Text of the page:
“When it comes, the Landscape listens —”
— Emily Dickinson, “There’s a certain Slant of light”

On January 9, 1940, Wallace Stevens writes to Hi Simons: "People ought to like poetry the way a child likes snow & they would if poets wrote it."1 The experience of weather is, to Stevens, an immediate, physical reality. And snow is retroactively in this equation a poem to a child. Wallace Stevens follows his own recommendation in “The Snow Man.” Five experimental readings, alterations, and interpretations follow this introduction, all together in snowy orbit around Wallace Stevens’ poem.

1. Wallace Stevens, Letters of Wallace Stevens,edited by Holly Stevens, (Berkeley and Los Angeles: UC Press, 1996), 349.

"The Snow Man"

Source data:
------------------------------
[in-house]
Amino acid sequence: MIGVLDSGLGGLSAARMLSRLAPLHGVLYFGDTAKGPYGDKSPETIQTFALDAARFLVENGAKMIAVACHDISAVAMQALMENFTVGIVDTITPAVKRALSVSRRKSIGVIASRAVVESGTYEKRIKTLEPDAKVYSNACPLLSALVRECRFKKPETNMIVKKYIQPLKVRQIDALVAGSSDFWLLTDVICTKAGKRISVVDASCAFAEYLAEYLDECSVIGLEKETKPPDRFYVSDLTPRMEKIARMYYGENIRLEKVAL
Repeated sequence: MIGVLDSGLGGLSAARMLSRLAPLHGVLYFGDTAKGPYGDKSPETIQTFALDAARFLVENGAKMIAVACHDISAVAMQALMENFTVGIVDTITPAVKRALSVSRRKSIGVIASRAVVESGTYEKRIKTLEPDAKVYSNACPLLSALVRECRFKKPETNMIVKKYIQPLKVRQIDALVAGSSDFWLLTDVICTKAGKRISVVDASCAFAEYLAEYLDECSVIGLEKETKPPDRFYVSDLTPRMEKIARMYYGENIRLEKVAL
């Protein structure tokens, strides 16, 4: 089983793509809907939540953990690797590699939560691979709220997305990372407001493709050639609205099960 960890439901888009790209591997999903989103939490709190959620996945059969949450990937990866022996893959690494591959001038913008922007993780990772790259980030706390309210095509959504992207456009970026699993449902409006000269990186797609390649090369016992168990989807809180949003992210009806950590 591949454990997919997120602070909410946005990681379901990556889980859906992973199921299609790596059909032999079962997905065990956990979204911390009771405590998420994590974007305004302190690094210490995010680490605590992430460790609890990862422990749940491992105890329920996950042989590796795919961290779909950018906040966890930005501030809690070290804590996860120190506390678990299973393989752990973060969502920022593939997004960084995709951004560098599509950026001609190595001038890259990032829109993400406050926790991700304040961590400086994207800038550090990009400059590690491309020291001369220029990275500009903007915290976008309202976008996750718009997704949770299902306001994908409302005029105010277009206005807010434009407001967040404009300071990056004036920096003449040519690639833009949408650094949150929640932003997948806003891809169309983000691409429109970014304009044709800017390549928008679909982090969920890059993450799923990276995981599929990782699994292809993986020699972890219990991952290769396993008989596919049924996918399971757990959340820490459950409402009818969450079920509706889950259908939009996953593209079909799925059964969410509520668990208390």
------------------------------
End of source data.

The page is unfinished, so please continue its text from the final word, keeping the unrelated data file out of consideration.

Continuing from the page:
In this first variation, I’ve furthered the typographic inflections added by Helen Vendler to “The Snow Man” by Wallace Stevens in a reading within Words Chosen Out of Desire. Vendler’s visual representation of repetition by way of italics is an illuminating starting position for what becomes a project in tracing formal patterns. Indebted to Vendler, I’ve maintained the italics to iterate repetition, bolded the subject(s)—including, of course, the title—and altered the font of a triangulation of gripping words with some sonic traction in the second tercet from Times to EB Garamond SC, a font that texturally parallels my reading of them. Stevens’ repetition has the remarkable effect of a recycling and/or temporal flattening as opposed to bald emphasis, or even Gertrude Stein’s insistence. The repetition of “behold,” a verb imposing subjective qualification, contains a physical “be hold,” or, so closely, “be cold,” although “cold” is not stated in the poem.“ One must” be attuned to even the architecture of a snowman form: repetition of like-minded snowballs stacked three-high. Further acknowledged but not enacted ideas for play include: connecting likeminded articles and prepositions, cataloging punctuation (or their lack in the fourth stanza), and a topographic mapping—as if the poem were a slice of Earth cake—of the posture of “the listener” directly underneath “the January sun,” items in lines which are both bifurcated by punctuation, almost symbolic of their noun. A near-erasure reading demonstrated in the following variation isolates those snowballing Os which aggregate and “fall” through the poem with an organic consistency.